A lesson in patience. A lesson in being.

Doing nothing is difficult. When our schedules are free, when there’s nothing to do, we always find something to dally with. Write that friend we miss, look at a funny video, read a good book, make weekend plans, sleep. All of which are not really nothing.

Nine Summers ago I was chilling on the coast of Portugal with a surfboard, and reading “Opening the Door of Your Heart” by Buddhist monk Ajahn Brahm. When the quote “when there’s nothing to do, then do nothing” came up I stopped, reflected on it, and thought I had nailed it. Thumbs up.

It took me some more years to realize that no, I hadn’t. I was on the couch, reading a book and thinking, between surf lessons. That wasn’t nothing.

My practice of nothing came only a couple of years after, when I started practicing it as a way to recharge after depletion. I’d take it easy and slow down by sitting on a chair or lying outside on the grass, without sleeping and without doing anything.

Doing nothing has become a precious practice. A personal sanctuary.

The thing is, doing nothing opens space within. It allows what has been stuck, itching, and unheard, to show itself and make itself heard.

Doing nothing could be seen as a lesson in self-mastery for we don’t act on impulses to go do something (or fall asleep). It requires presence, self-awareness, and discernment.

Doing nothing is a lesson in allowing and releasing control of the mind. Giving permission for something else to come into the picture, in its own time, without expectations.

The key to doing nothing is to calm the mind.

Overthinking is certainly not nothing. And that is what makes it so hard. The mind tells us to do stuff and keep ourselves distracted all the time.

Has anyone ever called you impatient? It is the mind that wants to exert control, that is impatient, and does not like to allow other things to come up. Go write that friend, fix some food, or read that book. Get anxious and think constantly about your miseries and desires, and so you keep hostage.

In other words, the mind is saying: whatever you do, do not allow other things to come in and threaten my control over you.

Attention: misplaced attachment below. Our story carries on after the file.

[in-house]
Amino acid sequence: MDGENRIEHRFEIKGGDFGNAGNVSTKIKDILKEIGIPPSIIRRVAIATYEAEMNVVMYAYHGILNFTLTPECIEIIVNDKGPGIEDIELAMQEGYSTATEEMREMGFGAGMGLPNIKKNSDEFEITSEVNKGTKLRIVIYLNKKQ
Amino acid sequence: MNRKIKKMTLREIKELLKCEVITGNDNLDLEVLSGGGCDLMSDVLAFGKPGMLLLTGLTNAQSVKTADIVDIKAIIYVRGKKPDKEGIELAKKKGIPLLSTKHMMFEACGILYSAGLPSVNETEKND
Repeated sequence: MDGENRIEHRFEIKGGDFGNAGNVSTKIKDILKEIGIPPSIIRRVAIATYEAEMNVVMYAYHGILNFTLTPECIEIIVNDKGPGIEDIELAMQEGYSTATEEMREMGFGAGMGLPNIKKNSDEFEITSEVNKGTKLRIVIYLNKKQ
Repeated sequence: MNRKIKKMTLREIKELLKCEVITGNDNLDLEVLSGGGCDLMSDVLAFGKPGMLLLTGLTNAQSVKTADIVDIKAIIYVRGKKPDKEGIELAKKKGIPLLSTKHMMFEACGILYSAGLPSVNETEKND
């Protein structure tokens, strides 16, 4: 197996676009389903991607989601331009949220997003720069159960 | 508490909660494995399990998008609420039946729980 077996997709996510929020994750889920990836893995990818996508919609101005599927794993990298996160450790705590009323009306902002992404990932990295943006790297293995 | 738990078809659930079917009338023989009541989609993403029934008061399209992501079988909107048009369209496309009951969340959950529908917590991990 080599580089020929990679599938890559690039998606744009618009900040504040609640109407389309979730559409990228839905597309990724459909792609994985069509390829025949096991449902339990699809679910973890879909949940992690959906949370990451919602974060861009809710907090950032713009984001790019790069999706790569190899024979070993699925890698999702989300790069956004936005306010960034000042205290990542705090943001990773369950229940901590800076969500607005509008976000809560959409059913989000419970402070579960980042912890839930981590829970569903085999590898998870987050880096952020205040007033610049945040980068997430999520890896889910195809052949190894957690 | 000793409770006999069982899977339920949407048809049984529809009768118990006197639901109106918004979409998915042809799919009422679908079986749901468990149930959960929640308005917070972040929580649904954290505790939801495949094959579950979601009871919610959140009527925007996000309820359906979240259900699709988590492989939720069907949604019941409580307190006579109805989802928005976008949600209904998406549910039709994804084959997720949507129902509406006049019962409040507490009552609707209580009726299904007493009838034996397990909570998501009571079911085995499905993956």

Allow Impermanence In

The most foundational thing about life is that it is always changing. We all know that, but still, we get frustrated when the change gets us uncomfortable.

We know things will change again, and yet we struggle to allow changes that we don’t want and cannot control. We struggle to allow things to be bigger than we can comprehend. This struggle is again the struggle of the mind that wants control, and in its struggle to control, we disconnect.

Sometimes, there is nothing to do. We are not to push our way on life, but to co-create with it. See what comes up. Lack of patience, busyness, and distractions are all control issues. We want to shut down what is inconvenient, painful, and does not go our way.

To release control, to receive, to surrender is to allow.

Patience is about allowing something else to play a role in a different way than what our mind would want. To stay open and receive what comes our way, insights, and messages from within and without. Let them come and act from there, as a part of a whole.

When we don’t respect this, we create frustrations. Ultimately, by pushing our way through so much, by not allowing, we disconnect.

It’s crazy to think that almost five years ago I quit my safe job, wanting to do something big, and here I am, still working on it. My mind wants to create, create, create. And yet, the ultimate lesson has always been patience. Stop with the endless ambition, with showing results, and allow things to come through.

It is in the moments that I surrender to doing nothing that I allow a big picture to be seen, and learn the lessons I am supposed to learn. Aa I allow life to push my buttons, I get to see what is cooking.

When doing nothing, I can still feel I am alive. The crazy amount of life vibrating in my body, pleasure circulating within no matter what. There is only life. Life that wants to live, life that wants to grow and multiply and couldn’t care less about external metrics. Do we allow ourselves to be vehicles to this much bigger force that lives inside of us?

Willingness to live, it’s that simple. And as long as that life is there, it is all good. The issue is when we lose that connection, when we can’t connect to this party inside our beings. That is when the ego has taken so much control over the soul that we become our own oppressors.

Doing nothing is a great exercise to reconnect to the intrinsic life in our beings that vibrates relentlessly within each one of us.

Reconnect & Recharge

8 weeks to let go of tiredness, confusion, and lack of reconnection. 8 weeks to return to yourself.